11 Questions Landlords Should Ask When Interviewing a Potential Property Management Company

Owning investment real estate is a great option for those looking to make a longterm commitment as opposed as a shortterm speculation. The management of such investment should always be trusted to professionals who are dedicated and committed to the industry and know how to deal with complex situations that are otherwise commonly ignored by inexperienced landlords.

It is of the utmost importance that property owners know how to select and interview the property management company that best seems to specialize in the kind of investment that they are looking to have managed.

If you are unsure what to ask your potential property manager before you sign a long term agreement with them, here are some questions that you can use as a guideline.

1. What kind of property management experience do you have? You need to know for how long they have managed property and whether they have enough back up from the rest of their group.

2. How many properties do you currently manage? Hiring a property manager that handles several thousand units could be somewhat risky as your property might end up lost in an ocean of other properties.

3. How often do you inspect occupied and vacant units? It is important to know the frequency of inspections in occupied units. The reasons why you need to know this information is because you need to be assured that there will be a comprehensive assessment of potential damage to occupied units that has been caused by tenants. You also need to know the frequency of inspection though vacant units to prevent any potential risk of fire or other casualties. Trust me, I have seen fires occur in vacant units.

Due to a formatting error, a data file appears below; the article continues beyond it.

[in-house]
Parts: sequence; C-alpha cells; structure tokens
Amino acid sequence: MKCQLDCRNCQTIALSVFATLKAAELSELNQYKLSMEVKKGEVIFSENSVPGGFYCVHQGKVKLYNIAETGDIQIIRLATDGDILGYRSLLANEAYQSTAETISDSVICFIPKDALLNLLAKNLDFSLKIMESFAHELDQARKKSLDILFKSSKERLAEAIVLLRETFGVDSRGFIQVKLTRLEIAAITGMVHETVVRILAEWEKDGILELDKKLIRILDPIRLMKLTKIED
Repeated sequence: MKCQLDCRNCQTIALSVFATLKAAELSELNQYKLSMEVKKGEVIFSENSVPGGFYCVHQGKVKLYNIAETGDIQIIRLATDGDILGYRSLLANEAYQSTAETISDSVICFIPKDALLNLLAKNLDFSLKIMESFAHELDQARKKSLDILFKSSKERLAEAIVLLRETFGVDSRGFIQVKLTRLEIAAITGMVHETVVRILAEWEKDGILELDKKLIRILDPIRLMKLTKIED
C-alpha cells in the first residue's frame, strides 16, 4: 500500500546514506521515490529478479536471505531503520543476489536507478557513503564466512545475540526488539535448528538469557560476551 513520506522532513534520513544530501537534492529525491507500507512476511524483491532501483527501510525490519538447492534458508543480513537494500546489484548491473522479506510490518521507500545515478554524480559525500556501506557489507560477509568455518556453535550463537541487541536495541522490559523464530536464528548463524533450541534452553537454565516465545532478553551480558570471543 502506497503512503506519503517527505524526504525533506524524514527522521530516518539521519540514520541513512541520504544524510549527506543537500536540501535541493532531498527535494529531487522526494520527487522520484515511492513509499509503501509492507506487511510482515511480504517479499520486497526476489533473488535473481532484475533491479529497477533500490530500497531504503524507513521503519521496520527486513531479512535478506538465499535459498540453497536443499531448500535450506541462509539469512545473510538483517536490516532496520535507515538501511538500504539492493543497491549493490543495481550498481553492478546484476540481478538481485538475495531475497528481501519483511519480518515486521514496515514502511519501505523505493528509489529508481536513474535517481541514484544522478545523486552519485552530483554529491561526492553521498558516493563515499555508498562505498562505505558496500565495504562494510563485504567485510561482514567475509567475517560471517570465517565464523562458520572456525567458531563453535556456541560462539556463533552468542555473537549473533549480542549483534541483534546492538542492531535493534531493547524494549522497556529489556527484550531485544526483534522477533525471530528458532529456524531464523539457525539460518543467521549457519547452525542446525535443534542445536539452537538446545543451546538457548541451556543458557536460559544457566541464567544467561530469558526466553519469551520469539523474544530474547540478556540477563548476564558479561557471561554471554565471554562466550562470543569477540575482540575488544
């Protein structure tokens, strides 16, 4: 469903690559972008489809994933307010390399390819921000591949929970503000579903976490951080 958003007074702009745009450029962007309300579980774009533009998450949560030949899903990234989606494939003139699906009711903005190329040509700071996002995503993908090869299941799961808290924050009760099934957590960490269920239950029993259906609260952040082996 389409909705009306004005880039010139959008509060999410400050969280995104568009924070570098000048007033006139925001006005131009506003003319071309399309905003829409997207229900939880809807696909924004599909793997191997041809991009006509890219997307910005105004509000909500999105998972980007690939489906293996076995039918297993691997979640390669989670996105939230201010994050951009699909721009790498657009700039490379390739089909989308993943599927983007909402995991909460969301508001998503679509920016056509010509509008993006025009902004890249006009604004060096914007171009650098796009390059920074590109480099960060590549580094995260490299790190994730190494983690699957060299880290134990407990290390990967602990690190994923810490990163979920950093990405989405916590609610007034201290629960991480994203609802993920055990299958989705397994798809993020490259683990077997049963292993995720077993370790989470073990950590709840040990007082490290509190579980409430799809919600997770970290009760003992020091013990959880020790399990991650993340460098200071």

4. What do you do with the information obtained from unit inspections? This is particularly important to ask because you need to make sure that the property management company has policies in place regarding the payment of damages to units caused by tenants or their guest. It would be of no benefit at all if they just report to you that all units were inspected, if they do not not have an aggressive plan of action based on unit inspections.

5. How important is preventative maintenance to you and how is this handled by your company? Extensive and costly deterioration can occur to properties if there isn’t a preventative maintenance plan in place. Your property manager should keep a preventative maintenance log showing all items inspected and addressed as well as the signature of the maintenance supervisor acknowledging completion of all required tasks.

6. How do you handle ongoing/daily maintenance? You need to know whether one or more dedicated maintenance technicians will be assigned to your property (based on the size of the property and number of units). It is also important to know the level of engagement of the maintenance supervisor (if any) and his role in ensuring that all maintenance issues are being addressed.

7. After hours emergency handling. Have the property manager explain their process for handling after hours emergencies such as water leaks, fire or any other casualties. Ask whether there is an after hours phone number which tenants would have access to.

8. Tenant Selection Plan. You need to know if the property manager has a Tenant Selection Plan that can be customized for your property. The TSP will help define the requirements that potential tenants would have to fulfill prior to renting a unit to them. You might also be want to be involved in the development of the rental criteria to ensure that only applicant who meet your requirements are approved. Keep in mind that you as well as your property manager are required to observe and conduct business based on Fair Housing Law. Your property manager should be absolutely familiar with what terms to use and which ones avoid when advertising your vacant units and when interviewing applicants.